Disclaimer: This review is long. Skip to summary at the bottom if you don't want to read the next few paragraphs.
The most recent installment in a long, long line of successful and quality video game franchises, Castlevania - Portrait of Ruin (POR from now on) introduces several new concepts, but still hearkens back to the days of the Super Nintendo and Genesis releases in its core gameplay. After a stellar start on the Nintendo DS with Dawn of Sorrow, does Konami's new iteration rise from the grave or do the new gameplay mechanics drag it down even deeper?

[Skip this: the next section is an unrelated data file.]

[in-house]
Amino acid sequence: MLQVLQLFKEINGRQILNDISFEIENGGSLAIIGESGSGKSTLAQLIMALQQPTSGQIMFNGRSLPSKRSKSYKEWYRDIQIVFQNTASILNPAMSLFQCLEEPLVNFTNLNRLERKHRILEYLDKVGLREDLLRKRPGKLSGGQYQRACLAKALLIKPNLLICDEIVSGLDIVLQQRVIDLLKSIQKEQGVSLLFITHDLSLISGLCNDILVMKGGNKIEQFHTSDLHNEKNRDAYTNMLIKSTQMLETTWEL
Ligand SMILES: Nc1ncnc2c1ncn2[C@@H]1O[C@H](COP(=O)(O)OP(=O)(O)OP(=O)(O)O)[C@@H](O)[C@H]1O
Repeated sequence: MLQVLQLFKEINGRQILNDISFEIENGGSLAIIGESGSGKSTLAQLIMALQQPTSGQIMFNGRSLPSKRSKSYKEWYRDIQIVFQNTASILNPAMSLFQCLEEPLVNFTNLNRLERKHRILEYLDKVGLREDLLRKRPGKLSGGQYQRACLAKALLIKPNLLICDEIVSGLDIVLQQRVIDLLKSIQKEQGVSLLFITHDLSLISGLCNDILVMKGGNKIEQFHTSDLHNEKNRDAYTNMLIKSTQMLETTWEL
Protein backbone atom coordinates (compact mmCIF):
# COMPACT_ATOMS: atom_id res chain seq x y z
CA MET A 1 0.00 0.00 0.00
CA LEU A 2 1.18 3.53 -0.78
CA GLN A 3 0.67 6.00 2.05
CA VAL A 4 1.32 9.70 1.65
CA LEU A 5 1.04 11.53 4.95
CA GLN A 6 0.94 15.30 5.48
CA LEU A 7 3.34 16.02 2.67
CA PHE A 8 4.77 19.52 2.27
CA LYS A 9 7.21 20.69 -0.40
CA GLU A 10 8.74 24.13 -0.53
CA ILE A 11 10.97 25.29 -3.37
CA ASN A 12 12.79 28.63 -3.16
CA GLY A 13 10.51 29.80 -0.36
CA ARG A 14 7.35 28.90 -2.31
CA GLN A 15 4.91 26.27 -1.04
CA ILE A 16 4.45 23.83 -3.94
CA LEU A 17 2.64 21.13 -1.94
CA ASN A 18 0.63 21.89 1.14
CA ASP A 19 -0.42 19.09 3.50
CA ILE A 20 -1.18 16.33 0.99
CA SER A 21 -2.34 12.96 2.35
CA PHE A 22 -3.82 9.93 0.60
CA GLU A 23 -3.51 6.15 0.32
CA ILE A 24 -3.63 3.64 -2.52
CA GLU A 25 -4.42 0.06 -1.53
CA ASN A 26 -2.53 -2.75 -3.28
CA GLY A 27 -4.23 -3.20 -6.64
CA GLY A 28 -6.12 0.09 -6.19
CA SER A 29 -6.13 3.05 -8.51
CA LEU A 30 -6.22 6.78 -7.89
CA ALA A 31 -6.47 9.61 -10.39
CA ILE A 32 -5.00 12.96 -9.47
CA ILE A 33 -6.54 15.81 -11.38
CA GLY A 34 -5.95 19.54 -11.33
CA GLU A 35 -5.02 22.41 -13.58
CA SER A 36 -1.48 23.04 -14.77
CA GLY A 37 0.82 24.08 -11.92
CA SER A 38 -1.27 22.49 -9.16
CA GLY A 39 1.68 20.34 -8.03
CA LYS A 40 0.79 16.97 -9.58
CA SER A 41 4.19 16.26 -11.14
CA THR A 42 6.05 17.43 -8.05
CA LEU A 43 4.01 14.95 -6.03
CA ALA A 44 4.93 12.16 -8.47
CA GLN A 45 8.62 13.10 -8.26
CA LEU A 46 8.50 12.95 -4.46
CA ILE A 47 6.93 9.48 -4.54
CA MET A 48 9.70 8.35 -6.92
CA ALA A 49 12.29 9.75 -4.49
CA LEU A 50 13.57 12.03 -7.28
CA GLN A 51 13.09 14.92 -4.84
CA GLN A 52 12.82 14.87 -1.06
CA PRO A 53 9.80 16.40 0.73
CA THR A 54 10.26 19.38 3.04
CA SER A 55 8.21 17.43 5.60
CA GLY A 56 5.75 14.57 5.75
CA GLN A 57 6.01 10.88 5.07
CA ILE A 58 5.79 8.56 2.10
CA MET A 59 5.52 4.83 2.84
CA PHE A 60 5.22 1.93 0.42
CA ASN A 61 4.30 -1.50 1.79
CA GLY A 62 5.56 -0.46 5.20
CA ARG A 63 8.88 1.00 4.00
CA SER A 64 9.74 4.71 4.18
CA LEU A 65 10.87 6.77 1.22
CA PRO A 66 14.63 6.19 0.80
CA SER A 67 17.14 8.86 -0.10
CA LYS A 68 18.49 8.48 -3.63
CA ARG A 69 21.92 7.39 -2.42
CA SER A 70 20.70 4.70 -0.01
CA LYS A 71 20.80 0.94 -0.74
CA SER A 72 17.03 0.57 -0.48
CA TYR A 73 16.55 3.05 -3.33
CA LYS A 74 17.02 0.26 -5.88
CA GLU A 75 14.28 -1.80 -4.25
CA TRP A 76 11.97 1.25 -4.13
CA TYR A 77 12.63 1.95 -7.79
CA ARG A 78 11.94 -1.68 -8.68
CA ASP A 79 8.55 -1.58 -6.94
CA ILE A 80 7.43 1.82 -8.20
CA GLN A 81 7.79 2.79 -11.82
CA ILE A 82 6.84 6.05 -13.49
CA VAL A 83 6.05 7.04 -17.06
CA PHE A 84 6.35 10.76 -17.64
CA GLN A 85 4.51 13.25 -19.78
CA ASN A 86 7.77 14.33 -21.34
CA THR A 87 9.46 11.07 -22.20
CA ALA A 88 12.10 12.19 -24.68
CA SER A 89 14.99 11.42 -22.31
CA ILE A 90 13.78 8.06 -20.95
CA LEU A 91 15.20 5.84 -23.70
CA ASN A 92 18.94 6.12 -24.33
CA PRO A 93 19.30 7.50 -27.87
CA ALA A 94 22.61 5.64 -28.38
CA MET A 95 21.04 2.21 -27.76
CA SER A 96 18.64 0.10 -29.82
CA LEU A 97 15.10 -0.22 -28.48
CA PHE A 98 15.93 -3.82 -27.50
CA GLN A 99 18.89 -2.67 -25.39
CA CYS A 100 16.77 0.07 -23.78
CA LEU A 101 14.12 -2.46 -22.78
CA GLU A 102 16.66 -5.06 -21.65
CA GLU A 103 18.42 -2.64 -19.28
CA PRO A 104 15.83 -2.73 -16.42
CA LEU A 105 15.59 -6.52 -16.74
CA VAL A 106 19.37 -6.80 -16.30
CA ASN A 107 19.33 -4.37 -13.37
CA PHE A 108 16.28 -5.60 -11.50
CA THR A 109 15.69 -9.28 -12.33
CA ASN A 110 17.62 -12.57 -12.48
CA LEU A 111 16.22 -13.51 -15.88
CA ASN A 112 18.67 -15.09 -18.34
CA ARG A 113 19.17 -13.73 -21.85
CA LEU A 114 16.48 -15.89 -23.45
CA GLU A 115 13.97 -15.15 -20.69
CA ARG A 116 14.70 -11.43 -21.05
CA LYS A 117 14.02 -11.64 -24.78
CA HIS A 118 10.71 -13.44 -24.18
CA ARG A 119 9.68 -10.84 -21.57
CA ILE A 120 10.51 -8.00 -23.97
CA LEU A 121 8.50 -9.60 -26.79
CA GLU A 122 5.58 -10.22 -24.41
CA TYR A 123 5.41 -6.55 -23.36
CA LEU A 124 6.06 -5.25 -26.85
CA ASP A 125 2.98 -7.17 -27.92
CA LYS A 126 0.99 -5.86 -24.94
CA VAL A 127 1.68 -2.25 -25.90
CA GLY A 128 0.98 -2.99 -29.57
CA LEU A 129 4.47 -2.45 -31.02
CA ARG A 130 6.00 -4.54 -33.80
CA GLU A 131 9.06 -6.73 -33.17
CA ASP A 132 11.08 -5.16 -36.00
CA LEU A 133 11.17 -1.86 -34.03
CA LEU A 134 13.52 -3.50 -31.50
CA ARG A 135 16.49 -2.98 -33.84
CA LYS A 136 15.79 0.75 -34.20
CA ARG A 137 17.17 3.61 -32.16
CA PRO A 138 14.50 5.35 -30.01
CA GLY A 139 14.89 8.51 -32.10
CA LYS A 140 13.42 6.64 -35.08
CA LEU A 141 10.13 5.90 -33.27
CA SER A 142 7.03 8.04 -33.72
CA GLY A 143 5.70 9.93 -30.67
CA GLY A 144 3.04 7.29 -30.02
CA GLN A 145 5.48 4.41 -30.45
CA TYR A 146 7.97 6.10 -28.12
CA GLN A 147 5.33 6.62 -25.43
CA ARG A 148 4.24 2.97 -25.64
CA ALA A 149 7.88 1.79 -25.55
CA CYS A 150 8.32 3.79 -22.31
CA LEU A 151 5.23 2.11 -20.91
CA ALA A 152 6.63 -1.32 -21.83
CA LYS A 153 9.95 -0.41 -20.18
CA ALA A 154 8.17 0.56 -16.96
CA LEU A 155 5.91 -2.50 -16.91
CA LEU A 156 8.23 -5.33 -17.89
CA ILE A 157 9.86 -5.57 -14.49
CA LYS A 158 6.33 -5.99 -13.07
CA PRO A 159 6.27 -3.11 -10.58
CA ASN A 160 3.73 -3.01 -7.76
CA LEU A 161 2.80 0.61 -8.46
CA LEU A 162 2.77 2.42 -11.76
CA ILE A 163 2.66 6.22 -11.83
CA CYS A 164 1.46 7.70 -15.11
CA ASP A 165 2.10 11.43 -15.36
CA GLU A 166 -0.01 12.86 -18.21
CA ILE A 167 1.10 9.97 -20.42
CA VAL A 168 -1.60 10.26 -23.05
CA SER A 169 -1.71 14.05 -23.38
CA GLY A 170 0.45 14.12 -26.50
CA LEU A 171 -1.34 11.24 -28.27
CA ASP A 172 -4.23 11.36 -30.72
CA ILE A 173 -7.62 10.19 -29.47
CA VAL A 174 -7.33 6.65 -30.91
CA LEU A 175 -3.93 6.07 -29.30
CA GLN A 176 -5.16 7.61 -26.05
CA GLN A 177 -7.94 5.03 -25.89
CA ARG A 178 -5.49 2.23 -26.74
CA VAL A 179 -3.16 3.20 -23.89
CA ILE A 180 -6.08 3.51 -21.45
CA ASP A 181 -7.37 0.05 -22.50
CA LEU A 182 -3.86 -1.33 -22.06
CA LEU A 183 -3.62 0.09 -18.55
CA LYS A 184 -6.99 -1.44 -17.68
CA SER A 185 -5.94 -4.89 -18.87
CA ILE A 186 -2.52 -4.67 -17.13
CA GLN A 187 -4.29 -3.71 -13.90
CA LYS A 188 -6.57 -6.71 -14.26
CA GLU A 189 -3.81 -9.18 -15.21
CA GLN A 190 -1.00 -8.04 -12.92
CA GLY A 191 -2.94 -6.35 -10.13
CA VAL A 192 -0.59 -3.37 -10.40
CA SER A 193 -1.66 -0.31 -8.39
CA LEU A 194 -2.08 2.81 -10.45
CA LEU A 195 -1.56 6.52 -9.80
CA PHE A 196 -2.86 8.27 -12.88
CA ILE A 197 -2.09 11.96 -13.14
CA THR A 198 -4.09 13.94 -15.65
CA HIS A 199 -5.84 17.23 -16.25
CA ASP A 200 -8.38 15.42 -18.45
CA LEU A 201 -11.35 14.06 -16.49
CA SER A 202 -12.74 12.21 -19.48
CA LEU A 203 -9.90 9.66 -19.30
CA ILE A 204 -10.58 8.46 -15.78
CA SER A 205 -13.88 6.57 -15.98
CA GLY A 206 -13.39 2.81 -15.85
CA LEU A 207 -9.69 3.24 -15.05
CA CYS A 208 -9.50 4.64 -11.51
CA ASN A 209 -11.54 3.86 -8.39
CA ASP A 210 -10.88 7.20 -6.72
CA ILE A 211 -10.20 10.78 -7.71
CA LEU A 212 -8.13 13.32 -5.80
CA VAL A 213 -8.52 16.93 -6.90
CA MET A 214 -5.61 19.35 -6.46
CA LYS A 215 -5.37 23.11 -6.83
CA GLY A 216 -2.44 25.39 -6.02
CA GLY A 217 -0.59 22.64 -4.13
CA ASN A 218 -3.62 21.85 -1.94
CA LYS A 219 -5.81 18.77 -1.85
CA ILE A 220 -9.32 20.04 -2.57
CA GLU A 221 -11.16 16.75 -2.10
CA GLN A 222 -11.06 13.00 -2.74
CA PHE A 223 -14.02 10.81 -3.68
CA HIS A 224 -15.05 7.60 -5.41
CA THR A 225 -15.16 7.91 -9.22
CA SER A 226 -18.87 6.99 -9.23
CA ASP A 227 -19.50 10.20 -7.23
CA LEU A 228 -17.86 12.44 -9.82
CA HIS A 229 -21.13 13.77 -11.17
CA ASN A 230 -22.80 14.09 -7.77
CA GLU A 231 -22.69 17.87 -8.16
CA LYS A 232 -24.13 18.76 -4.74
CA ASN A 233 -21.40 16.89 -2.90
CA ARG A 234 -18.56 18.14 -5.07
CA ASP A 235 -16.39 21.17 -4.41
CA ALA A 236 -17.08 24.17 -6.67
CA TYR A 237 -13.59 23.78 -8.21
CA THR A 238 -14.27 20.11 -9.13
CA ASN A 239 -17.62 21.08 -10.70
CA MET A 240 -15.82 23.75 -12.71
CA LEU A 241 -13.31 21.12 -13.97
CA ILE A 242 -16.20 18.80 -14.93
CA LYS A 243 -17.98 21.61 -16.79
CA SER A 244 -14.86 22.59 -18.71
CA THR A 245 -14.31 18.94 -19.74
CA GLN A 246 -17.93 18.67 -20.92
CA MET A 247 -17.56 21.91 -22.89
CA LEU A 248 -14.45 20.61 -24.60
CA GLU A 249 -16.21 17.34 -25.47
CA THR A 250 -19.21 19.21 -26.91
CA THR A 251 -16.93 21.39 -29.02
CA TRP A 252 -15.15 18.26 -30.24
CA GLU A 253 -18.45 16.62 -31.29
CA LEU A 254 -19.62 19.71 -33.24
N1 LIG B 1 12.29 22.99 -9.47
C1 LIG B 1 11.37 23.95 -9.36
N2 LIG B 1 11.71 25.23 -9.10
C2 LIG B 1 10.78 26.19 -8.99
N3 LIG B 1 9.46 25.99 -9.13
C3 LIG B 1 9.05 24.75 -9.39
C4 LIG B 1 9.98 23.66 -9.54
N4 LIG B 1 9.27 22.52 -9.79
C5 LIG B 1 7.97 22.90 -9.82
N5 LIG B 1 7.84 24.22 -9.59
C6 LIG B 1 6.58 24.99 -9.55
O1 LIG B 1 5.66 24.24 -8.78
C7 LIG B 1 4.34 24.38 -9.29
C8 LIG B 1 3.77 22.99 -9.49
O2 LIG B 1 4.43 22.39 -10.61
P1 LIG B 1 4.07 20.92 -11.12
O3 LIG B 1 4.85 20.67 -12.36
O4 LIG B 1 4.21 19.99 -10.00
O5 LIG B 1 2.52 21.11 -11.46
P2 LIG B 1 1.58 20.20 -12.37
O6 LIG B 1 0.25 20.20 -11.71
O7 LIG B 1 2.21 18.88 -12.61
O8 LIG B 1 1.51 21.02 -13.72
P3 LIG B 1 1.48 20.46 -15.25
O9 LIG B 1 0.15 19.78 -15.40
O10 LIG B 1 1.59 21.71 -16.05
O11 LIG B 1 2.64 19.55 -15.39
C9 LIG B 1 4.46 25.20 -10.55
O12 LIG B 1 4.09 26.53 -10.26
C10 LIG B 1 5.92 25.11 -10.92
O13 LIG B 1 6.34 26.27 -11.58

In brief, the game revolves around the two heroes as they try to thwart the uprising of a new, unspeakable evil within Dracula's castle. Ok, so it sounds like every other Castlevania game ever, right? Almost. Unlike the previous installments, gameplay is not contained 100% in Dracula's castle... er, sort of. Scattered throughout its various rooms are portraits in which lay an entirely new (but significantly shorter) quest. Each Portrait plays exactly like the game should be; hopping from platform to platform, killing enemies, collecting items they may drop, and finishing with a boss. The maps are actually quite large compared to what is expected. Save points and transport rooms are placed here and there to aid the player if he should get stuck or lost, or simply wishes to return to the core castle. Also refreshing is the inclusion of side quests in the form of a ghost named Wind. He will give you certain tasks, and upon completion, will reward you with spells, items, money, etc.